Set UP Static IP

Ames Computer Geek Corner News Set UP Static IP NYC New York City North Bergen County

A static IP address, or fixed IP address, is an IP address that never changes. Not everyone needs a static IP address. Static IP addresses are necessary for devices that need constant access. For example, a static IP address is necessary if your computer is configured as a server, such as an FTP server or web server. If the server was assigned a dynamic IP address, it would change occasionally, preventing your router from knowing which computer on the network is the server. In this article, we will be using NetworkManager to set up a static IP.

NetworkManager is a system network service that manages your network devices and connections and keep network connectivity active when available. It manages both ethernet and WiFi while also providing VPN integration with a variety of different VPN services. When NetworkManager is installed, it will take control of all networking devices in the system by creating a netplan configuration file in which it sets itself as the network management interface. NetworkManager is composed of two layers, a daemon running as root and a front end ( nmcli )[1]. NMCLI is short for Network Command-Line Interface and used to manage the NetworkManager and also show the status of a network connection when you don't have a GUI interface. To install NetworkManager, update and upgrade the system and then run the following command:

sudo apt-get install network-manager

Once installed, start and enable NetworkManger with the following comand:

sudo systemctl start NetworkManager.service 
sudo systemctl enable NetworkManager.service

Before we can use NetworkManager to set a static ip, we have modify the config file. We need to allow the network to be controlled by Network manager, to do this, we have to edit the config file /etc/NetworkManager/NetworkManager.conf. This must be done as root and can be done in any text editor. In our case, we will be using vim. To edit the file, type in the following: sudo vim /etc/NetworkManager/NetworkManager.conf. Edit the following and then restart NetworkManger:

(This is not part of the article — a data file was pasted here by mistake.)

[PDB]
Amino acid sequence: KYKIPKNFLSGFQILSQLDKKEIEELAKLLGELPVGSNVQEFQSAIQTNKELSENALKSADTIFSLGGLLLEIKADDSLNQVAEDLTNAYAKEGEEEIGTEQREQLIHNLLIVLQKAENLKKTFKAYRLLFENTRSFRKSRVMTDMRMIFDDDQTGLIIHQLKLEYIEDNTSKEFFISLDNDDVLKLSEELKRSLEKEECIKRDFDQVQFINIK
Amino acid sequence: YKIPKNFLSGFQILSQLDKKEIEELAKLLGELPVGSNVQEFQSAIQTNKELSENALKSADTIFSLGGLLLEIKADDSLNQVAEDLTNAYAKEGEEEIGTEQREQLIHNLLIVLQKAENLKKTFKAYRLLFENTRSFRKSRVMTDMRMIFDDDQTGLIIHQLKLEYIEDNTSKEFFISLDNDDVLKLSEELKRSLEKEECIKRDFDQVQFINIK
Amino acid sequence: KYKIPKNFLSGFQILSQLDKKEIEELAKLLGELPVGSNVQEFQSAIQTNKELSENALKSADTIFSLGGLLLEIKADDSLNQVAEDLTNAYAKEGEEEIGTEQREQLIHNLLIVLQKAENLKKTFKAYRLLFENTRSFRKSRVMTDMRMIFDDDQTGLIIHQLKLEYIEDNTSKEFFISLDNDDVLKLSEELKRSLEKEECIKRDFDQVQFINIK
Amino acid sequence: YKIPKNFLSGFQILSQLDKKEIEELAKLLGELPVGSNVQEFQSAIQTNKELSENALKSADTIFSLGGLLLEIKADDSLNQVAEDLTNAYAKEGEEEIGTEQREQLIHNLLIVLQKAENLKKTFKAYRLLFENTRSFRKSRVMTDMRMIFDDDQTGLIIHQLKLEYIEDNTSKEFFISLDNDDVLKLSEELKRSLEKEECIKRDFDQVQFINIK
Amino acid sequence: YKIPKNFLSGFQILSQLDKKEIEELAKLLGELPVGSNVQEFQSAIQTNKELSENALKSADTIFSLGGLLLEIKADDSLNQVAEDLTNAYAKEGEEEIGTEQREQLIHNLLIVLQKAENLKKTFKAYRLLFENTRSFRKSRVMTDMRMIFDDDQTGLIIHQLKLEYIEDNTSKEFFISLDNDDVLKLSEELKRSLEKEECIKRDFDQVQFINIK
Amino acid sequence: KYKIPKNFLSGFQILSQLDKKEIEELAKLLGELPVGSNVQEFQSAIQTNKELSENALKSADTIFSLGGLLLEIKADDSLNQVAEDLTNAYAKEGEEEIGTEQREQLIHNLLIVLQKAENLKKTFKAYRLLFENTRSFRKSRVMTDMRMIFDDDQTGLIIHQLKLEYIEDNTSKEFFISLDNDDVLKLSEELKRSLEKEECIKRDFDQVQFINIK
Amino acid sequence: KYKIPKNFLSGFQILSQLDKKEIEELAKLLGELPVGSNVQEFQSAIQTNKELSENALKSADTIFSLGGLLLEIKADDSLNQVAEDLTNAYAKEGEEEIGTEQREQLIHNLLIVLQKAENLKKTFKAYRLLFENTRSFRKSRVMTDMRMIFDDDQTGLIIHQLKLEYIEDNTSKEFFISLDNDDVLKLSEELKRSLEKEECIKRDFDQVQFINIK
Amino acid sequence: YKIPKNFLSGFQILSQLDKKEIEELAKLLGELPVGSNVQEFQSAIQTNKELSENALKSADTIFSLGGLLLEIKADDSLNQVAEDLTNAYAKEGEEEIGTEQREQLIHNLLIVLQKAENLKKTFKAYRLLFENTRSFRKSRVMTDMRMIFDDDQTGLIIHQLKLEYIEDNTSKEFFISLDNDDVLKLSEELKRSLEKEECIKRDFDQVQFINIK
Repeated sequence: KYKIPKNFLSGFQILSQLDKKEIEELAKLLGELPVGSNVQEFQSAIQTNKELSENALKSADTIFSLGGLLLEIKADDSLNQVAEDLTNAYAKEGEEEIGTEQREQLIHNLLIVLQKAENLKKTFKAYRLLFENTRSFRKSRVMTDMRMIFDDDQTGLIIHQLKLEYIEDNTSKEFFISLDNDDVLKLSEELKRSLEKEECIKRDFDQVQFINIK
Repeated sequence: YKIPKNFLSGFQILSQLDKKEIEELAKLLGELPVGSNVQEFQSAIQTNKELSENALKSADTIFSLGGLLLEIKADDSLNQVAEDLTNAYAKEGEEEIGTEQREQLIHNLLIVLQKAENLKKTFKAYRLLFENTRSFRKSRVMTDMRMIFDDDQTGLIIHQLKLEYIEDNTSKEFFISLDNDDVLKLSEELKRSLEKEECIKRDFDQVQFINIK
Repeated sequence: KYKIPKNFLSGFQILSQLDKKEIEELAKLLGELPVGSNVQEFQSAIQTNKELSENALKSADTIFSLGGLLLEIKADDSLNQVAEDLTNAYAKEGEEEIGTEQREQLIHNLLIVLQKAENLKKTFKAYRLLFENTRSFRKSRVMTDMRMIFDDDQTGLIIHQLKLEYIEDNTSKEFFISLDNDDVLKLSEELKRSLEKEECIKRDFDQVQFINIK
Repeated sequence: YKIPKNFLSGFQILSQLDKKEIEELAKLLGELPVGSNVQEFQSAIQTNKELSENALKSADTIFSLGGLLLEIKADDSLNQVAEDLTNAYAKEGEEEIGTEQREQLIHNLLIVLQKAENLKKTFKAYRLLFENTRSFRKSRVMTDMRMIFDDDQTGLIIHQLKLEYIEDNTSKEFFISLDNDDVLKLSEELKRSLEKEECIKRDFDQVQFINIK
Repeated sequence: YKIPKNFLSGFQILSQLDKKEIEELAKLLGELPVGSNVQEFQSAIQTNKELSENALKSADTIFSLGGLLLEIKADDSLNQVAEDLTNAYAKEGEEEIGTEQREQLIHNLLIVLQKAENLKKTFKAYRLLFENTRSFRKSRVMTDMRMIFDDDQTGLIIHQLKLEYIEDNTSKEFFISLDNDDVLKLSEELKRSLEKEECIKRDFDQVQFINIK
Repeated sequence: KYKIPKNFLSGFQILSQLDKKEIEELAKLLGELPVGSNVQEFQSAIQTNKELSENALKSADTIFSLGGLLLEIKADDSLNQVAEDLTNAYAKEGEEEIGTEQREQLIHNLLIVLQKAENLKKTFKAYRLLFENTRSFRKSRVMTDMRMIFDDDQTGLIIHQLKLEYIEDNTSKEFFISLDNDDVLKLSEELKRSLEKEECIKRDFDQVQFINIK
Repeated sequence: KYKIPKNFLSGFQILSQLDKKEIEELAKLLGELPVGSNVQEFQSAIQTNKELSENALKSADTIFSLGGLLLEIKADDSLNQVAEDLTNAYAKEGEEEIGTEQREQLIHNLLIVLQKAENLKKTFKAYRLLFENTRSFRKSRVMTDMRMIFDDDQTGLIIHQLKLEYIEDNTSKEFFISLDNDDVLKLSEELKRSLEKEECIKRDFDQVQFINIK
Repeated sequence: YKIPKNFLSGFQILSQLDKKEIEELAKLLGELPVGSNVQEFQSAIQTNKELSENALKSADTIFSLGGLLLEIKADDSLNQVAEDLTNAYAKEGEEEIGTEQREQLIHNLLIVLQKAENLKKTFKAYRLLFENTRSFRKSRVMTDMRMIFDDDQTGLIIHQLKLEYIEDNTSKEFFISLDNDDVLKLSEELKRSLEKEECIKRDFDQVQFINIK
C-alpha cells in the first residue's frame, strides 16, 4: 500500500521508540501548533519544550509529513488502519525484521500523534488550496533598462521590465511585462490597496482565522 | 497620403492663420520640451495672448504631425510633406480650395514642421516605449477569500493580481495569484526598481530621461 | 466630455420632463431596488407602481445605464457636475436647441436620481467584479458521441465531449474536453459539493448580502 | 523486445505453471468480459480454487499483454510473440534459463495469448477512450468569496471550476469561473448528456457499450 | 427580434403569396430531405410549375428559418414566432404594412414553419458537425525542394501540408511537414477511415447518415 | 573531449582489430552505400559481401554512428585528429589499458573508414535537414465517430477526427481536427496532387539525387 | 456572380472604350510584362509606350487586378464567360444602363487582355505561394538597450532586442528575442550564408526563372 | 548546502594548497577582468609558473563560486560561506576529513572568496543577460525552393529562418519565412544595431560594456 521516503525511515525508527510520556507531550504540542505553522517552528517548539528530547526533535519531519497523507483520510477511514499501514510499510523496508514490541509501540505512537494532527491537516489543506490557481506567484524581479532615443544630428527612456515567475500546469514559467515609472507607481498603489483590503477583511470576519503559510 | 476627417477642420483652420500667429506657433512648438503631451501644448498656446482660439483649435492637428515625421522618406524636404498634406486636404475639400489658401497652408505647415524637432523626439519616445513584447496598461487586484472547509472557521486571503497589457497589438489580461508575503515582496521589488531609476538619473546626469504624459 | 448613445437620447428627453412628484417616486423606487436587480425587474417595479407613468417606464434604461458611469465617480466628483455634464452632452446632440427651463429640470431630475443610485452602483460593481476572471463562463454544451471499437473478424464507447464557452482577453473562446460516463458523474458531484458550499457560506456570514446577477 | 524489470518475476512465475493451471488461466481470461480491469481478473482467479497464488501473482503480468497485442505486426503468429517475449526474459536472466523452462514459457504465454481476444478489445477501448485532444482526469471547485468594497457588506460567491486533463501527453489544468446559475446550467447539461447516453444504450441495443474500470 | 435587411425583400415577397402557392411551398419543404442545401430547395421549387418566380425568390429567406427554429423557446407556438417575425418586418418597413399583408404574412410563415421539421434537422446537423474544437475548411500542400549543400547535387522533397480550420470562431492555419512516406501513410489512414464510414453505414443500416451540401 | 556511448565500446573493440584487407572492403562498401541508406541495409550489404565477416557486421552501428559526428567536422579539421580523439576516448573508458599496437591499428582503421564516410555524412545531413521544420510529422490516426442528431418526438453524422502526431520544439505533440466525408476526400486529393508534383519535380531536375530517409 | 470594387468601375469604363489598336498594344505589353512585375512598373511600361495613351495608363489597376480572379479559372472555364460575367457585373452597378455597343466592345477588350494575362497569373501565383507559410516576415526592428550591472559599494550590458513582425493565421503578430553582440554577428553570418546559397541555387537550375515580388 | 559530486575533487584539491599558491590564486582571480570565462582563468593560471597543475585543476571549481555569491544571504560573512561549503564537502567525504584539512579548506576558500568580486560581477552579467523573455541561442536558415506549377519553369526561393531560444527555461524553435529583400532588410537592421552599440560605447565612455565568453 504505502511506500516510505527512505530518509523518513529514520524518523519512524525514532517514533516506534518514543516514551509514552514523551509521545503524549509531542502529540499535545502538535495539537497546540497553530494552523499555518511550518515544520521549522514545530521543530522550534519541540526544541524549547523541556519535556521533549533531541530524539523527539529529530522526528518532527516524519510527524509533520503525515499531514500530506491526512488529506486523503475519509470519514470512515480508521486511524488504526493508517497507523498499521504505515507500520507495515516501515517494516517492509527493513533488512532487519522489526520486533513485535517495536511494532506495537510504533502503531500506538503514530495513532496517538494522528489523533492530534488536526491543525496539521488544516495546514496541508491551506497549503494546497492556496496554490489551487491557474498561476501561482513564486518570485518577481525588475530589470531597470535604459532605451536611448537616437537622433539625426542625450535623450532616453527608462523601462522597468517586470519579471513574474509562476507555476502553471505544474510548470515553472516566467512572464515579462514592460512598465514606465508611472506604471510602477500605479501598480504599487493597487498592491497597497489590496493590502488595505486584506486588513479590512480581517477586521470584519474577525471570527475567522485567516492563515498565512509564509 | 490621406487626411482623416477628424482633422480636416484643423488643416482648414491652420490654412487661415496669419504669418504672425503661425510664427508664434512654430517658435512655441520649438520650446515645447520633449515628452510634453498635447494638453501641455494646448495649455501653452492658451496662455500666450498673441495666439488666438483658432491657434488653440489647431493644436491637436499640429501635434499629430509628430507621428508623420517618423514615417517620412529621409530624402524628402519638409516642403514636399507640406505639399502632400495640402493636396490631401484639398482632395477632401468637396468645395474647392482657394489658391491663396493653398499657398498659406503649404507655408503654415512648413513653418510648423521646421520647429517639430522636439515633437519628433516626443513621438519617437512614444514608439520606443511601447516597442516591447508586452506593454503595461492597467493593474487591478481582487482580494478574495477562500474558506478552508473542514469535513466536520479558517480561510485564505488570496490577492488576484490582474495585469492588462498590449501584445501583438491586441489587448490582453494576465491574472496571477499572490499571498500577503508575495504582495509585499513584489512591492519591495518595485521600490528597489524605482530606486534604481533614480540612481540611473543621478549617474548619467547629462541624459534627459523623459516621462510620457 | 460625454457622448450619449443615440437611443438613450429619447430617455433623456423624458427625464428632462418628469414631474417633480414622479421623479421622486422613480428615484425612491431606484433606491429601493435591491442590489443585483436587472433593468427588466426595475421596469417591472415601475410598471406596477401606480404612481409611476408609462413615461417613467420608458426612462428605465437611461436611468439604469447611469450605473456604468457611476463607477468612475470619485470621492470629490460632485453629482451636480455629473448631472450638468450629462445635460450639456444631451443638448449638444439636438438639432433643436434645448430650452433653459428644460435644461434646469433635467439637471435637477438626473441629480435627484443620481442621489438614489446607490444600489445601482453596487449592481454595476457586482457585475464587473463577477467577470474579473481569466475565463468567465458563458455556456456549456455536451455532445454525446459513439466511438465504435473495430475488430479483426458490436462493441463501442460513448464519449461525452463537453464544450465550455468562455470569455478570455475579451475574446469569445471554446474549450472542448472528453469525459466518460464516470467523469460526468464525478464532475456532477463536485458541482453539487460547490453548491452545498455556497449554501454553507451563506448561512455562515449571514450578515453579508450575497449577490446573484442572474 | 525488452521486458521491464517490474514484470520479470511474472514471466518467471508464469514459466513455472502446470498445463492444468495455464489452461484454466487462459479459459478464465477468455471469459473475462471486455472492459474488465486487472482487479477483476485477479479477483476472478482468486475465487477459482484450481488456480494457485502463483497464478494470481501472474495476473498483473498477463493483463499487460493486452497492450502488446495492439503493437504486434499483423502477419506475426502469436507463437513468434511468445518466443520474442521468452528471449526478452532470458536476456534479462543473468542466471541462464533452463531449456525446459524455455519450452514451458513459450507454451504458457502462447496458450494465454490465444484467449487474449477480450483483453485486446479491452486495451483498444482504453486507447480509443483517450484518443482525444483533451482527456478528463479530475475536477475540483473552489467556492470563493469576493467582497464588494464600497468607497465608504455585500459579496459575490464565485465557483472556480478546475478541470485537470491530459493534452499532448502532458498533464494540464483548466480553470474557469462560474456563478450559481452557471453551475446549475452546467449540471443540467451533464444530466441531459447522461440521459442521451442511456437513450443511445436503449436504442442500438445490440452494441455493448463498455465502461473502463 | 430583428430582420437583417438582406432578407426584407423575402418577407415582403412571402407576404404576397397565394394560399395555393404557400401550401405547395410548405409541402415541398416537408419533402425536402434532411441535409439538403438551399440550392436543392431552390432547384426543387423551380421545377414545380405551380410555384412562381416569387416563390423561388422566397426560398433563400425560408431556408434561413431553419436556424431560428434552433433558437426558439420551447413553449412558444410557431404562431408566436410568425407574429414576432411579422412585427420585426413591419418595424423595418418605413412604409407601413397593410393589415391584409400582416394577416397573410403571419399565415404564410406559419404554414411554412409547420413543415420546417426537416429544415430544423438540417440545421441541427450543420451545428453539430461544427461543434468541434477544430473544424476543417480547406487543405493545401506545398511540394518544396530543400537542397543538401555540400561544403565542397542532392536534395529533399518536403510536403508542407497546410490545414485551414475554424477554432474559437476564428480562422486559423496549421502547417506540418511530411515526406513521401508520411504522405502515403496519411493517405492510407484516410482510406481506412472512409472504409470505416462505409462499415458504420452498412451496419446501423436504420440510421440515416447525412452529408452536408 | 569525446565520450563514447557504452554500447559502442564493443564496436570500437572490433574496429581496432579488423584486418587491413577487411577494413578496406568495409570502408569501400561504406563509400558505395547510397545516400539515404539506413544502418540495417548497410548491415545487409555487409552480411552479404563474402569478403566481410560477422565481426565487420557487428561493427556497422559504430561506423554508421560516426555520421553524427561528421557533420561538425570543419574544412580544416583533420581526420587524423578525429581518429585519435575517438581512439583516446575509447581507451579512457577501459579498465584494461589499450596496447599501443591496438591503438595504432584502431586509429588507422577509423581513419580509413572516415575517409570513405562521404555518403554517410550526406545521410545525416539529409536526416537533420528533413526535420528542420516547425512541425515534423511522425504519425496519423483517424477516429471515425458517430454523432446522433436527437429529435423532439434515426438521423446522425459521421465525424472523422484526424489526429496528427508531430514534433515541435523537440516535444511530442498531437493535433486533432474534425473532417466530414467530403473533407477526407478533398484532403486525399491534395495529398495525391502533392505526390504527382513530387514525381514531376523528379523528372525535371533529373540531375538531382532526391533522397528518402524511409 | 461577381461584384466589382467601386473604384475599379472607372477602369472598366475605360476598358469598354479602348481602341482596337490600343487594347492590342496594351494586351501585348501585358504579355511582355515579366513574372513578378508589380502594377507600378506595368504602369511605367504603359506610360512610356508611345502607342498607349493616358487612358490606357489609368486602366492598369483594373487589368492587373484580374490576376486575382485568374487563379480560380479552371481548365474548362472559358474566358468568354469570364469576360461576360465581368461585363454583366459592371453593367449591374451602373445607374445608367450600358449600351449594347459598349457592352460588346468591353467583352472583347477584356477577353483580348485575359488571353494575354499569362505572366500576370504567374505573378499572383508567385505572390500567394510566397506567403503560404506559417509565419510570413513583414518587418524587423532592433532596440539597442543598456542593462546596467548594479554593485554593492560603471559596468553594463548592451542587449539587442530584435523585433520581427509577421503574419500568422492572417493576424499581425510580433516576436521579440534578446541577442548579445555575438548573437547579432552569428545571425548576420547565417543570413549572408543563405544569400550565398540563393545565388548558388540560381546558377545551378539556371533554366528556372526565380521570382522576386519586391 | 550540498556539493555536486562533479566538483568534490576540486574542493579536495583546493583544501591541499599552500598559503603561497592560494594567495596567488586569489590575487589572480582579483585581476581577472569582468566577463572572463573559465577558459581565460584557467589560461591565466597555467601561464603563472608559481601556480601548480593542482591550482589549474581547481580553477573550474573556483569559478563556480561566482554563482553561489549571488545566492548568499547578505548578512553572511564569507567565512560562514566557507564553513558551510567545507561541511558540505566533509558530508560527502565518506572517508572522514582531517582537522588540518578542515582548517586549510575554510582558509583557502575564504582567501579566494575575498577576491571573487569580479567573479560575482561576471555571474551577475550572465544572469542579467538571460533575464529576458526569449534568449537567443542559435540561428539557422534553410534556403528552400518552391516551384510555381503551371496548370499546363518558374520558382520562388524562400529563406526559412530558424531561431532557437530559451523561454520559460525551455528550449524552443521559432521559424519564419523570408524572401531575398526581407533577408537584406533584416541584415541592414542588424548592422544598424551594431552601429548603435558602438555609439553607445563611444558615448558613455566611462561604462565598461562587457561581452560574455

NMCLI has several commands to list devices which can be found here. The NMCLI command should be done as sudo. We will use nmcli connection show to get the list of active connections on the machine. Once we get the list of active connections, we can use it ot modify a network interface to a static ip. Befor ewe do, we can check the current ip address by using the ip command, ip addr. Configuring the static ip isn't enough for internet access, we will need the gateway, netmask and the dns servers. A gateway is a network node that forms a passage between two networks operating with different transmission protocols[2]. All traffic that flows from the outside to in or inside to out passes through the gateway, without it, only local traffic will happen. The subnet divids a network into two or smaller networks, in our case, the lan and the wan. It increases routing efficiency by reducing the size of the broadcast domain. The DNS is a directory of names that match with numbers. The numbers, in this case are IP addresses, which computers use to communicate with each other. Most descriptions of DNS use the analogy of a phone book.[3]

In our example, we will set our static ip address to, subnet mask to, the gateway to, and the DNS to This is done with nmcli in these steps:

First, run the command to set up the IP address.

$ nmcli con mod enps01 ipv4.addresses

Next, configure the default gateway.

$ nmcli con mod enps01 ipv4.gateway

Then set up the DNS server.

$ nmcli con mod enps01 ipv4.dns “”

Next, change the addressing from DHCP to static.

$ nmcli con mod enps01 ipv4.method manual

Save the changes.

$ nmcli con up enps01

The changes will be written to /etc/sysconfig/network-scripts/ifcfg-enps01 file. To confirm the IP, run the ip addr command.

$ ip addr enps01

Now that we have set the ip address, we can restart the system using sudo reboot. When the system comes up again, you can confirm the ip address by typing in ip addr ens01. After this is done, you can use the static ip to host a variety of servers such as print server, web server, file server or any other device that you will use frequently.

[1] "NetworkManager is composed of two layers:"

[2] 1st paragraph

[3] first paragraph